Accompanying and Accentuating Reconciliation

Paul’s message of reconciliation in 2 Cor. 5:18-21 contains at least three other elements that accompany reconciliation. These are elements of God’s peace process with us that was started in the Gospel.
1. Adoption  [“reconciled the world to himself”] In adoption, God claims us!  He sought us for himself and brought us to himself through the death of his son, Jesus. And when he did, he made all who believe his children (John 1:12). That’s adoption! Also, keep in mind that reconciliation is a relational word, so think “family.” Think “friend.” The heartbeat of adoption is that we are no longer under a judge’s wrath, but instead a Father’s care. Check out Gal 4:4-7 for further insight about adoption.
Of course, you may be wondering how we can be “born again” while at the same time be “adopted.” Good question! The answer? That’ll be in the next post!

Additionally, here are some Web sites for those who want to model spiritual adoption by physically adopting:,,,,, and

2. Forgiveness[“not counting their trespasses against them”] In forgiveness, God pardons us! He puts our sins behind him and, because of the cross, considers us justified. We say with the Psalmist, “Blessed is the one whose transgression is forgiven, whose sin is covered.” The Stiles paraphrase reads like this – it feels good to be forgiven! See Col. 2:13-15 for more forgiveness principles.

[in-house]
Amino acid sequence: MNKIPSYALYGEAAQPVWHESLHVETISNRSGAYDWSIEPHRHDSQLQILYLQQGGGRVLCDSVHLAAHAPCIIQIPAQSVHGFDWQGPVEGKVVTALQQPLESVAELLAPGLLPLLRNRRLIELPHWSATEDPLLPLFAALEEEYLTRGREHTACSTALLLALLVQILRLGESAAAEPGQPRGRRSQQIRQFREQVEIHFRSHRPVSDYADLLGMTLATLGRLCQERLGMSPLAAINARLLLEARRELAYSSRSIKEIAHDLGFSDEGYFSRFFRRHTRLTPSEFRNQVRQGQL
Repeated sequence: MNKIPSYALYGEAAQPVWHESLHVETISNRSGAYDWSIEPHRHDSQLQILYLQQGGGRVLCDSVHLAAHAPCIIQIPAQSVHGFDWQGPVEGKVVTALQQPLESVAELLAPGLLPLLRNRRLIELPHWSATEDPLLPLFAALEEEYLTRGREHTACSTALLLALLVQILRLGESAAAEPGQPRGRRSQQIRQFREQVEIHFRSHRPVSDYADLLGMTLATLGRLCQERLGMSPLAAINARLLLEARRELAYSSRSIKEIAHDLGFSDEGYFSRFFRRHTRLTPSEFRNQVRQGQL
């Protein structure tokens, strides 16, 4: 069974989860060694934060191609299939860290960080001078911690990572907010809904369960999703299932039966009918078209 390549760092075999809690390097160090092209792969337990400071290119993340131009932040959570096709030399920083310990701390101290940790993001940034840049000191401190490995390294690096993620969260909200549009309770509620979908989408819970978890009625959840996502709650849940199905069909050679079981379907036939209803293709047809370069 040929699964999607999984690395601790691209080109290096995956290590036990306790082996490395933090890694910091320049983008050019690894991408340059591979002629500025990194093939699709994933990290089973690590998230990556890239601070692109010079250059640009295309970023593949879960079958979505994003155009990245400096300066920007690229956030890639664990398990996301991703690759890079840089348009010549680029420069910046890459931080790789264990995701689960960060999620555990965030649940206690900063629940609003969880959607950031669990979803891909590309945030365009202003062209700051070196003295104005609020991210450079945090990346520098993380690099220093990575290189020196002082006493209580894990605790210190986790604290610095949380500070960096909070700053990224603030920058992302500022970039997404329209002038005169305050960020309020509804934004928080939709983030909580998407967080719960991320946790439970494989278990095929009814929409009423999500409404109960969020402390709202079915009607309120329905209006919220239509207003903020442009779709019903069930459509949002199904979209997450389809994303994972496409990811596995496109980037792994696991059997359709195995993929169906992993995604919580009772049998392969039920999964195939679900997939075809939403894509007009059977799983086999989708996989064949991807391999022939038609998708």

3. Ambassadorship[“entrusting to us the message of reconciliation”] In ambassadorship, God sends us (and speaks through us)! We are his representatives in a hostile territory. So we pray, like Paul, that “words may be given to me in opening my mouth boldly to proclaim the mystery of the gospel, for which I am an ambassador in chains, that I may declare it boldly, as I ought to speak” (Eph. 6:19-20).

Did you know these three spiritual elements that accompany reconciliation also have corresponding physical actions that accentuate reconciliation? In other words, there are some things we can extend that indicate we have experienced reconciliation. Consider this: We extend adoption by rescuing children, we extend forgiveness by resolving conflict, and we extend ambassadorship by representing Christ. Indeed, living as someone adopted, forgiven, and sent by God is enough to enable us to love loudly and live boldly as a reconciled child of the Almighty.

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